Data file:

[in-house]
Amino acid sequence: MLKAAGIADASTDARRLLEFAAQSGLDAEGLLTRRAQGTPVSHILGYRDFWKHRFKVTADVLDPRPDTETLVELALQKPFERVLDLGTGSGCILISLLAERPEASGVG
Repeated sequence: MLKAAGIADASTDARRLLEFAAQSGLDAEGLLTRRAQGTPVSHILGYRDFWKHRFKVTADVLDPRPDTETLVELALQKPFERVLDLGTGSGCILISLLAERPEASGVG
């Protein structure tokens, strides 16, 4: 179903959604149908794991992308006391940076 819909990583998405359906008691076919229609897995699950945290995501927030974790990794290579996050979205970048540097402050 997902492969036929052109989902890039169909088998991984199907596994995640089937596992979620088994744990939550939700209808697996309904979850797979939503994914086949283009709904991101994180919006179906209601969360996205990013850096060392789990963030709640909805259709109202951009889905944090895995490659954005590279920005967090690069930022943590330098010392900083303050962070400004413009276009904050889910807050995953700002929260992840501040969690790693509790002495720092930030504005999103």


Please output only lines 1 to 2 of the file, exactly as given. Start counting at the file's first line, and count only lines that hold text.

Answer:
[in-house]
Amino acid sequence: MLKAAGIADASTDARRLLEFAAQSGLDAEGLLTRRAQGTPVSHILGYRDFWKHRFKVTADVLDPRPDTETLVELALQKPFERVLDLGTGSGCILISLLAERPEASGVG